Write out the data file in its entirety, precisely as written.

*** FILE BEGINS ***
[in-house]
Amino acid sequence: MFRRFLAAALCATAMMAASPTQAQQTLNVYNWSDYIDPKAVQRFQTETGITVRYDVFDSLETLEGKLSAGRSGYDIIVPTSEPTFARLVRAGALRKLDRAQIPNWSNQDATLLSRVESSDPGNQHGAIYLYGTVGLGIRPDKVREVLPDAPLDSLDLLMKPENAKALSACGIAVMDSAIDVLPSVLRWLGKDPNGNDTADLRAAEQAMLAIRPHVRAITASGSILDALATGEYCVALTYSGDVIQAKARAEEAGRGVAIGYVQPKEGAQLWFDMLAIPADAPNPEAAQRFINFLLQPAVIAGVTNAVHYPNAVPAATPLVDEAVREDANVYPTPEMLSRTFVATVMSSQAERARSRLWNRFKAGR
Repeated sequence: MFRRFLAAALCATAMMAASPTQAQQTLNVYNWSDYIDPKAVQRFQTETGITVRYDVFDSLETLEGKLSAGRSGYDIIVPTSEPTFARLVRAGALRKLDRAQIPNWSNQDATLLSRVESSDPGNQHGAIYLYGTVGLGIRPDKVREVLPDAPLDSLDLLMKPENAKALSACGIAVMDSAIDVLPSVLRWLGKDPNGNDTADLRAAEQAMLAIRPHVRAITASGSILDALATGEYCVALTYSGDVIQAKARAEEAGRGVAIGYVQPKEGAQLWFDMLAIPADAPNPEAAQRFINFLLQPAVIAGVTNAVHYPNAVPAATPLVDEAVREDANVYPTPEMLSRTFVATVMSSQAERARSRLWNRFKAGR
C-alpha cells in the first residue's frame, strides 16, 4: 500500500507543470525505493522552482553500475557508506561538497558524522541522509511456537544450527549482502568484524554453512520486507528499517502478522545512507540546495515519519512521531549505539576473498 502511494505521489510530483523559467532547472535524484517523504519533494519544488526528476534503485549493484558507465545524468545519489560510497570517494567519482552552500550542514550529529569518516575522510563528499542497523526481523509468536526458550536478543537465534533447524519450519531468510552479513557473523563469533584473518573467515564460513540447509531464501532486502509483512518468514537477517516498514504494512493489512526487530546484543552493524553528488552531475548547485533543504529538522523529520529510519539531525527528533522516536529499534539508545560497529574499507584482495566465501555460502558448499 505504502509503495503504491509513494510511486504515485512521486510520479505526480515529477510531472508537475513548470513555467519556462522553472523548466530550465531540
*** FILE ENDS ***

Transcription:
[in-house]
Amino acid sequence: MFRRFLAAALCATAMMAASPTQAQQTLNVYNWSDYIDPKAVQRFQTETGITVRYDVFDSLETLEGKLSAGRSGYDIIVPTSEPTFARLVRAGALRKLDRAQIPNWSNQDATLLSRVESSDPGNQHGAIYLYGTVGLGIRPDKVREVLPDAPLDSLDLLMKPENAKALSACGIAVMDSAIDVLPSVLRWLGKDPNGNDTADLRAAEQAMLAIRPHVRAITASGSILDALATGEYCVALTYSGDVIQAKARAEEAGRGVAIGYVQPKEGAQLWFDMLAIPADAPNPEAAQRFINFLLQPAVIAGVTNAVHYPNAVPAATPLVDEAVREDANVYPTPEMLSRTFVATVMSSQAERARSRLWNRFKAGR
Repeated sequence: MFRRFLAAALCATAMMAASPTQAQQTLNVYNWSDYIDPKAVQRFQTETGITVRYDVFDSLETLEGKLSAGRSGYDIIVPTSEPTFARLVRAGALRKLDRAQIPNWSNQDATLLSRVESSDPGNQHGAIYLYGTVGLGIRPDKVREVLPDAPLDSLDLLMKPENAKALSACGIAVMDSAIDVLPSVLRWLGKDPNGNDTADLRAAEQAMLAIRPHVRAITASGSILDALATGEYCVALTYSGDVIQAKARAEEAGRGVAIGYVQPKEGAQLWFDMLAIPADAPNPEAAQRFINFLLQPAVIAGVTNAVHYPNAVPAATPLVDEAVREDANVYPTPEMLSRTFVATVMSSQAERARSRLWNRFKAGR
C-alpha cells in the first residue's frame, strides 16, 4: 500500500507543470525505493522552482553500475557508506561538497558524522541522509511456537544450527549482502568484524554453512520486507528499517502478522545512507540546495515519519512521531549505539576473498 502511494505521489510530483523559467532547472535524484517523504519533494519544488526528476534503485549493484558507465545524468545519489560510497570517494567519482552552500550542514550529529569518516575522510563528499542497523526481523509468536526458550536478543537465534533447524519450519531468510552479513557473523563469533584473518573467515564460513540447509531464501532486502509483512518468514537477517516498514504494512493489512526487530546484543552493524553528488552531475548547485533543504529538522523529520529510519539531525527528533522516536529499534539508545560497529574499507584482495566465501555460502558448499 505504502509503495503504491509513494510511486504515485512521486510520479505526480515529477510531472508537475513548470513555467519556462522553472523548466530550465531540